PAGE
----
Apple iTunes music and video store takes first step toward subscription model

“Apple Computer Inc.’s iTunes music and video store on Wednesday took its first step toward a monthly subscription model with a new service called Multi-Pass that lets users buy TV shows on a monthly basis,” Reuters reports. “iTunes is launching the service in partnership with Viacom Inc.’s Comedy Central Network, which is rolling out ‘The Daily Show with Jon Stewart’ and ‘The Colbert Report’ on the service. Fans will be able to buy the next month’s series of 16 new episodes via Multi-Pass for $9.99, or to pay $1.99 per episode. Four episodes air each week and viewers can download each episode after it’s been broadcast.”

“Apple has so far resisted calls from media companies and competitors to adopt a monthly subscription fee favored by the likes of Napster and Real Networks Inc.’s Rhapsody, preferring an a la carte download model where music tracks cost 99 cents and videos $1.99,” Reuters reports. “Videos downloaded from the iTunes Music Store can be played back on a personal computer or an Apple iPod portable media player, among other devices. More than 8 million videos have been sold since it launched at the end of last year.”

Full article here.

MacDailyNews Take: Make that “more than 15 million videos purchased and downloaded” since it launched. Ever notice that mistakes about Apple usually shortchange the company and rarely overstate figures? We have. With that said and duly corrected, the importance of Apple’s new “Multi-Pass” volume-discount option probably cannot be overstated.

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Related articles:
Comedy Central’s iTunes Music Store press release – March 08, 2006
Apple adds Comedy Central’s ‘The Daily Show,’ ‘The Colbert Report’ to iTunes with Multi-Pass option – March 08, 2006

55 Comments

  1. As Jimy pointed out, it’s not “subscription” in the usual sense. It’s more like a prepaid discount. You’re still owner of the videos unlike Napster, etc., where you lose access to those downloads once you stop paying the extortion fees.

    MW: they. They should’ve made this more clear.

  2. <i>I will NEVER be forced into a monthly subscription model thank you very much. People want freedom, not contracts and memberships!!!!</i>

    No. 6: I am not a number! I am a human being!

    No. 2: Hahahahahaha!

  3. “As Jimy pointed out, it’s not “subscription” in the usual sense.”

    Actually I’d say it exactly like a subscription in the ususal sense. You order 12 months of SI or the New York Times – a subscription – and you get to keep every single copy they send you. The all you can play services like Napster are just that, a service.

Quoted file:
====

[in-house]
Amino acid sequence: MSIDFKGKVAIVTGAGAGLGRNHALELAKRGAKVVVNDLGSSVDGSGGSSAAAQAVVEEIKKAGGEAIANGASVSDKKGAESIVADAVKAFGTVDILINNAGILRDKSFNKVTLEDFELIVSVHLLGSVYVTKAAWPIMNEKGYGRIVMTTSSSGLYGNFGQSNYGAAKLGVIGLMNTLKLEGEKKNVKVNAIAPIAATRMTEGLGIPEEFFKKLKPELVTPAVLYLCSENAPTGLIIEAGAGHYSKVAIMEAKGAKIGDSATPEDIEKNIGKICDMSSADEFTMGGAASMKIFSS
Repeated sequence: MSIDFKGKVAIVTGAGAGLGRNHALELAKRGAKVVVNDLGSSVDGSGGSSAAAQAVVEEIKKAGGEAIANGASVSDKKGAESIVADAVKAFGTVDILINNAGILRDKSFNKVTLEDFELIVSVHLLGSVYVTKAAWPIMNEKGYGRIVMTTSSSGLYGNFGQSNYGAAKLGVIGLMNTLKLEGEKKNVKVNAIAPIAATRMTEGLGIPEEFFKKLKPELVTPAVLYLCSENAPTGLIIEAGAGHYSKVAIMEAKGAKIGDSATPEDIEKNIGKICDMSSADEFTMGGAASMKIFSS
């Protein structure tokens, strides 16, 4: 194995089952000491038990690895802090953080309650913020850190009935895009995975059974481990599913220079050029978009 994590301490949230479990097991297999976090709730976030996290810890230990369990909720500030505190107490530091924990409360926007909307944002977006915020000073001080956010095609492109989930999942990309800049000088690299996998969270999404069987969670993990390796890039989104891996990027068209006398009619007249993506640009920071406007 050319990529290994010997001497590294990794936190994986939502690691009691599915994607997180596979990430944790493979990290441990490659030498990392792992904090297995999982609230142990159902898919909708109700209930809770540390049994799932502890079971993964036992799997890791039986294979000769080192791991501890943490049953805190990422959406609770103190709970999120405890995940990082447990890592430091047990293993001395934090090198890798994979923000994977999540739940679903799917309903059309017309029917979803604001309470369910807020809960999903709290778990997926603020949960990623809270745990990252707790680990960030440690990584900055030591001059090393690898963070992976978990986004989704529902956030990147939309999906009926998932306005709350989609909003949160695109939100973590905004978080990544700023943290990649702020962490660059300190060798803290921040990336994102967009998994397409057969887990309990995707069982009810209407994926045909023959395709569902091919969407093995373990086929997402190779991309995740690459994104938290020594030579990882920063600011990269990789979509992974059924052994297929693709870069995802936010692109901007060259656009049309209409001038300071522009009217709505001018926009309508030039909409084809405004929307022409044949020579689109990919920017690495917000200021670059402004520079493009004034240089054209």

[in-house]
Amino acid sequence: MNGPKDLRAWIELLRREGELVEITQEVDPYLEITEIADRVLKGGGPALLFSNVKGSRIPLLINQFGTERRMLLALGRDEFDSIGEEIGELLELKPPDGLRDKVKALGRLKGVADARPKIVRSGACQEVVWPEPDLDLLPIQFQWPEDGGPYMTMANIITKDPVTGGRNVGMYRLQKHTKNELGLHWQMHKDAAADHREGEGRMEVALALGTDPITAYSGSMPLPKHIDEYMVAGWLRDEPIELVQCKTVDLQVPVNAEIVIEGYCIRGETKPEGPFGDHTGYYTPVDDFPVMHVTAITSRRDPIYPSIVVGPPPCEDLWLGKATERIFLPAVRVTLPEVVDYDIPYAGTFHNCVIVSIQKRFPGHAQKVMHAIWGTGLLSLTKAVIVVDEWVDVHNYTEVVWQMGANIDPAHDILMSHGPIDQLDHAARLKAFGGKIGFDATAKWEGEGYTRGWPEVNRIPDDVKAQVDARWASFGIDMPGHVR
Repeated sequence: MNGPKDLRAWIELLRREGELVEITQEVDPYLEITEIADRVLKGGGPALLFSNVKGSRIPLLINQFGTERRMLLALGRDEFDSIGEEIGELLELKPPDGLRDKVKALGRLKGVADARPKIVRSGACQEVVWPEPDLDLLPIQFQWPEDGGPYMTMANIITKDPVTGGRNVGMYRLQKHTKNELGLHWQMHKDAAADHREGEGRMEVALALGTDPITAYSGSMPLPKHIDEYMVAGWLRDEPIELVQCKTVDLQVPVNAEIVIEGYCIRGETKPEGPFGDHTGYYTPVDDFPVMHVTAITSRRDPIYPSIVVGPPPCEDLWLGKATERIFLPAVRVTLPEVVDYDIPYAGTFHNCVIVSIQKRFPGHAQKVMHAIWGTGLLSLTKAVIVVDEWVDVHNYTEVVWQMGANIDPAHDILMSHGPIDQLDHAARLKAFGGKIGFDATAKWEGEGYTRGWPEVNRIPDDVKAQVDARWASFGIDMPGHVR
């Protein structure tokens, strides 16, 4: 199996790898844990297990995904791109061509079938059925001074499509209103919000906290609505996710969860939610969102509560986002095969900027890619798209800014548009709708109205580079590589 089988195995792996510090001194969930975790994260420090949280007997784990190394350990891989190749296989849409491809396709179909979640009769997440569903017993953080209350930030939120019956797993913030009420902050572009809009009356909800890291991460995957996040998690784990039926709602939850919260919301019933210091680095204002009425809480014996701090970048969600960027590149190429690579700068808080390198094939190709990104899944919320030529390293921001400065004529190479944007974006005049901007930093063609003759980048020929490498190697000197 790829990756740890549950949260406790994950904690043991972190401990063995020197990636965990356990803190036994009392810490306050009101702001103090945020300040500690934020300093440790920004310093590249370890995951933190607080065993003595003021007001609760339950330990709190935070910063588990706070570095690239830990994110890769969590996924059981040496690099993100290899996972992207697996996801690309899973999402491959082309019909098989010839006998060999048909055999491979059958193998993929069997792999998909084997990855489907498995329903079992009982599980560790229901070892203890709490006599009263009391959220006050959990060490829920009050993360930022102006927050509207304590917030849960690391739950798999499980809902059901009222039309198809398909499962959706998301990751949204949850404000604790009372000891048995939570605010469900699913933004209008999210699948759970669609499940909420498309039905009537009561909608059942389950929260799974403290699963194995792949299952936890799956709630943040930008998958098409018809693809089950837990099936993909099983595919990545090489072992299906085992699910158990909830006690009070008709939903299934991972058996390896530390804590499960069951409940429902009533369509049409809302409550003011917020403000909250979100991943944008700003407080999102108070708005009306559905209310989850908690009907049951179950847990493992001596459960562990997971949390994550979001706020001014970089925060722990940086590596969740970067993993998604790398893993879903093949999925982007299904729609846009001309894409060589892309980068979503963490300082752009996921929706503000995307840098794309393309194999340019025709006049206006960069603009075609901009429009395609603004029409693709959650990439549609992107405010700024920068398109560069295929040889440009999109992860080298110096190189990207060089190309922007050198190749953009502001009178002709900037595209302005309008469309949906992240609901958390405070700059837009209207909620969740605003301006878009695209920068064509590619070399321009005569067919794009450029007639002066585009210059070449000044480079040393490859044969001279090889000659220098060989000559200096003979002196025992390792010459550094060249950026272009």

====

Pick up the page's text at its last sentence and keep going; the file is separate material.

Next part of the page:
4. MacMaster: “Rush may be a fan of the iPod but he’s a bigger fan of CASH.”

    And Apple isn´t? Tip to MacMaster: Apple made the iPod so it could make lots of CASH!

    Or all the TV stations and record companies selling their products for the iPod?

    “I didn’t listen to Rush before Podcasting and I’ll definitely not listen to him now.”
    -Rush and the rest of us don´t really care.

  5. Buffalo, you got me. ” width=”19″ height=”19″ alt=”wink” style=”border:0;” />

    What I meant to say is it’s not the usual sense as applied to online downloads of media files, with the exception of perhaps audio books.

    Regardless, it’s a far better model than Rhapsody, Napster, etc.

  6. It seems to me that it’s more like buying an album, except that they’re grouping TV videos into albums. Think about it, you could buy each song (usually, unless there’s an “album only” release) from iTMS individually and pay more… OR you can just decide to purchase all the individual offerings at one time, and (again, USUALLY) pay less–sometimes a lot less. This doesn’t seem much different to me except that you’re buying the items pre-release. I think it’s less like a Napster-style subscription, and much more like an iTMS album model. Maybe someday the iTMS will offer some sort of Napster-style subscription, but I think that’s a long way off.

  7. Yep you subscribe and you keep, just like that door stop the New York Times. It is not the Napster “rent-a-song” crap…. in a sense it is like buying an album before the tracks are laid…. and the discount price is $9.99

    Funny that the weak-a*** writer didn’t declare that albums were first step toward the subscription service…

    And pleased don’t be offended at my use of a*** or else I will be offended that you are trying to restrict my freedom of vocabulary!

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